Robert Jones's 3rd book Ultimun vale of 1605 was sold by him, at his sign of the crown at Paul's Churchyard. Robert Jones's Fourth Book, 1609's A Musicall Dreame was also sold at his sign of the crown at Paul's Churchyard, so perhaps it was Simon Waterson who was behind that book and maybe other books of Robert Jones.
... his publications including, among many others, many of Samuel Daniel's works and the Epigrams of John Owen. ...
|1609 - Robert Jones - A Musicall Dreame or the Fourth Booke ofAyres Imprinted by the assignes of William Barley, and are to be solde in Powles Church-yeard, at the signe of the crowne. 1609|
|1610 - Robert Jones - The Muses Gardin for Delights or Fifth Booke of Ayers, printed by the assignes of William Barley. 1610.|
page 20 page 21
BARLEY (WILLIAM), draper, bookseller and printer in London, 159l- 1614;
(1) Newgate Market;
(2) Gratious [Gracechurch] Street over against Leadenhall;
(3) Little St. Helens.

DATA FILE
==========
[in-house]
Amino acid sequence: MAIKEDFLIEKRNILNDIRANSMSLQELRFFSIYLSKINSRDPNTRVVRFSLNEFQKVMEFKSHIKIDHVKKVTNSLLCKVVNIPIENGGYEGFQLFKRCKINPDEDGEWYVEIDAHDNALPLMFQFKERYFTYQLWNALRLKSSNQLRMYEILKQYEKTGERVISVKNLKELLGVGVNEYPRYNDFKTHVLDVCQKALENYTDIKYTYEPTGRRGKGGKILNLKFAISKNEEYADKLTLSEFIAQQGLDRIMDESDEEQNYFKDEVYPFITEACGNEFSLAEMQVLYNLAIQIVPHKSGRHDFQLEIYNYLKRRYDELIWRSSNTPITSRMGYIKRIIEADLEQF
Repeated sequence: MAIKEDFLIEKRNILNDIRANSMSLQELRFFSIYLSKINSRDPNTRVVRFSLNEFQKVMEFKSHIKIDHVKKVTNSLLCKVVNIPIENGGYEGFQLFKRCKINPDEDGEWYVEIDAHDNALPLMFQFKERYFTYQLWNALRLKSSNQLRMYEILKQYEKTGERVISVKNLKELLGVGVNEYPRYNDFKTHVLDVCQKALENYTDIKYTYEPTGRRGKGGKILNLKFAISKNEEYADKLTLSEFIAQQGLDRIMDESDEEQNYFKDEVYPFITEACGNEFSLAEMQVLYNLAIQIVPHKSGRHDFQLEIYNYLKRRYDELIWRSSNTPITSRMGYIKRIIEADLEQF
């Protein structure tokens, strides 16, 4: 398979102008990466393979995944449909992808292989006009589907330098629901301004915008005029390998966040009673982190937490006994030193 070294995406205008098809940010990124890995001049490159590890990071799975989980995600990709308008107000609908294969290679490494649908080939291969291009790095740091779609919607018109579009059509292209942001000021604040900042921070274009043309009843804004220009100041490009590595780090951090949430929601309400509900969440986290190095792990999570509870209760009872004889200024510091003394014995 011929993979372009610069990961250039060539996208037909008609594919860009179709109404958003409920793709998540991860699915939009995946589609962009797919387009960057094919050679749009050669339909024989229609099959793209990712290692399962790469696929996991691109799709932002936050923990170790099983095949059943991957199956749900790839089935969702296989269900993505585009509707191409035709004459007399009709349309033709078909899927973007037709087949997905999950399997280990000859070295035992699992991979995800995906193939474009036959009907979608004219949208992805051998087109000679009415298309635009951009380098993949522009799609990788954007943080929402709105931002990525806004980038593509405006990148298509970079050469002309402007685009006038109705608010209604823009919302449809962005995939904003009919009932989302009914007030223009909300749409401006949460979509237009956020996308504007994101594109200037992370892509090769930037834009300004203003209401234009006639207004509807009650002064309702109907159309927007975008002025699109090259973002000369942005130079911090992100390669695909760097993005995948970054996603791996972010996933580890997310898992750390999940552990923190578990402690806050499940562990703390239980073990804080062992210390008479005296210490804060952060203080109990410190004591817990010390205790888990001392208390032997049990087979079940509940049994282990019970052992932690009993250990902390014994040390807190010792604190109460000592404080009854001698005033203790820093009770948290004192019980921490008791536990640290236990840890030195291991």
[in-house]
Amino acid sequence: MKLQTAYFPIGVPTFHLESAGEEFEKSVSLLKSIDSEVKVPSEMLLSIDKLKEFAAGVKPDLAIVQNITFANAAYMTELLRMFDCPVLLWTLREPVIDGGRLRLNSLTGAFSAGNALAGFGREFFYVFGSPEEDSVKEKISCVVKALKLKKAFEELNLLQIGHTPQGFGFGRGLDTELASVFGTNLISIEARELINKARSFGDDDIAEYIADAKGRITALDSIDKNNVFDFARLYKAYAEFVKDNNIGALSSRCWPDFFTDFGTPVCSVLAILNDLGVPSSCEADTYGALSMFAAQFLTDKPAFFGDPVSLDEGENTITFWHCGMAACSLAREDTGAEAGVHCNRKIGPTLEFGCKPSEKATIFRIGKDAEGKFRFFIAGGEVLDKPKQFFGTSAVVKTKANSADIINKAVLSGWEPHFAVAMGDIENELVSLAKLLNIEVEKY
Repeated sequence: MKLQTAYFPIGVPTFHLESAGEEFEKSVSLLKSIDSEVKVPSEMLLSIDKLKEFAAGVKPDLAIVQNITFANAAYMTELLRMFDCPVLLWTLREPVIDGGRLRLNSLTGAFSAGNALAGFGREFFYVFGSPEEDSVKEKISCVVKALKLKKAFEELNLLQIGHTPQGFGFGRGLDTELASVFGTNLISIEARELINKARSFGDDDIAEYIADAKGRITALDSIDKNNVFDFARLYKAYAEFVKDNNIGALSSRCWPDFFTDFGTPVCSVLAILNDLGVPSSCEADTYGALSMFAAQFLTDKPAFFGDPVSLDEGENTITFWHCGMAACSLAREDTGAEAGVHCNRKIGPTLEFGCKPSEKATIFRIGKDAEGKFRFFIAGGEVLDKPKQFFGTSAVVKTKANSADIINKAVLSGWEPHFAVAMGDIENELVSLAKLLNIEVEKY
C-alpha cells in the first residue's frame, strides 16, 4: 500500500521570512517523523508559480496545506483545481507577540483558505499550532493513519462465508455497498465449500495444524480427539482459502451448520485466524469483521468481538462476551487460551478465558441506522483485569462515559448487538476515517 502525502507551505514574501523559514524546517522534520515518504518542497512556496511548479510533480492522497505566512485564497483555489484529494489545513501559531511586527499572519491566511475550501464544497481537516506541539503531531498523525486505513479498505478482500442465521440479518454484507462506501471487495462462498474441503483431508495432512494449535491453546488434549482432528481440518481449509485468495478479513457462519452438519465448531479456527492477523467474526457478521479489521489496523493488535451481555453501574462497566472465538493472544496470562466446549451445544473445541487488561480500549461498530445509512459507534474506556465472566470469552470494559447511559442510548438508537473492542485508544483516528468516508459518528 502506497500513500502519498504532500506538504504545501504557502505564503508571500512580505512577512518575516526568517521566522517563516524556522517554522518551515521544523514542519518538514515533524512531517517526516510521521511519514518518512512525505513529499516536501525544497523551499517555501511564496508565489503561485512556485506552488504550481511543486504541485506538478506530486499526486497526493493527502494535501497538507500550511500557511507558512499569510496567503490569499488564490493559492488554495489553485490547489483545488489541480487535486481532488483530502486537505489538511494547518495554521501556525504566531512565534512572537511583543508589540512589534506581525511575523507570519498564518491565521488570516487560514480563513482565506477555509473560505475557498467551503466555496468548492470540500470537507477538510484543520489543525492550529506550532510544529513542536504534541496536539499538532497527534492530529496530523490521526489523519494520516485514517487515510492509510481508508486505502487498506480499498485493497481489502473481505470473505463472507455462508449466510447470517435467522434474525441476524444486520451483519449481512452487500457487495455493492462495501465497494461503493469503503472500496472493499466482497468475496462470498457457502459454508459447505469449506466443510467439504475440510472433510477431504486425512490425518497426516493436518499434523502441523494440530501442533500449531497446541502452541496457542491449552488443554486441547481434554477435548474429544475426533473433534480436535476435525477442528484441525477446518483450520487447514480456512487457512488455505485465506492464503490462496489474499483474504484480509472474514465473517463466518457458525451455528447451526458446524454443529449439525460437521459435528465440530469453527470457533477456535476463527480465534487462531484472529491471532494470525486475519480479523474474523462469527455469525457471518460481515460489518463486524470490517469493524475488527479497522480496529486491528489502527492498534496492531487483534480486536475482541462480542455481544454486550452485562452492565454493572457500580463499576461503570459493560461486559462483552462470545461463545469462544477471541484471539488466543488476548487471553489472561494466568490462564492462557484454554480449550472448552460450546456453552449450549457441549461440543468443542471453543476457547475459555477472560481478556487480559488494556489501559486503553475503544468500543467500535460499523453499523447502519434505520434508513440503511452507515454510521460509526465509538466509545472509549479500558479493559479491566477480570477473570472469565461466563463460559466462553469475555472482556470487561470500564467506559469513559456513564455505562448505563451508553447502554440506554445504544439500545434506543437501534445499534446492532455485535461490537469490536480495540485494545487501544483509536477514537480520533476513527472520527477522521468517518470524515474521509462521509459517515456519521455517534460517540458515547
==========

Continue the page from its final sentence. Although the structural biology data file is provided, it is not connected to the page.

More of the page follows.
The earliest notice of this somewhat remarkable man is an entry in the account of the Wardens of the Stationers' Company for the year 1591, recording his committal to prison for contempt [Arber. i. 555]. He was probably in business as a bookseller and dealer in ballads before this date, and the entry perhaps refers to some privileged book that Barley had sold or published without license. From some information supplied by himself in June, 1598, in a deposition, we learn that he was born about 1565, and that on two previous occasions he had been before the Court of High Commission, once for selling a twopenny book relating to Her Majesty's progress, and again for selling a ballad concerning the safe return of the Earl of Essex from Cadiz. Both these sales took place at Cowdry in Sussex. There is no record of William Barley's transfer from the Drapers' to the Stationers' Company but He appears to have jointed the ranks of those who opposed the monopolists. His chief claim to notice lies in the fact that he was one of the early publishers of music. 1n 1593 he brought out a book or Citterne Lessons. Again in. 1596 we find him issuing a Pathway to Musicke and New Book of Tabelture. In 1598 he was joined with Thomas East and others as one of the assigns of Thomas Morley the musician, who on September 28th was granted a License for twenty-one years to print song books of all kinds and music paper Morley was then living in Little St. Helens, Bishopsgate Street and he would appear to have supplied a press which was worked by Barley at that address. In addition to being the assign of Morley, William, Barley also printed Allison's Psalms of David in metre, 1599, and Thomas Weelkes Music, 1608. His last book entry occurs in the Register on February 18th, 1613, and in the same year he assigned his musical copyrights to M. L. (? Mathew Lownes), J. B. (?John Baylie), and T. S. (?Thomas Snodham). He died before November 12th, l614, when his widow Mary assigned over all her rights to John Beale. [Arber, iii. 516, 557.]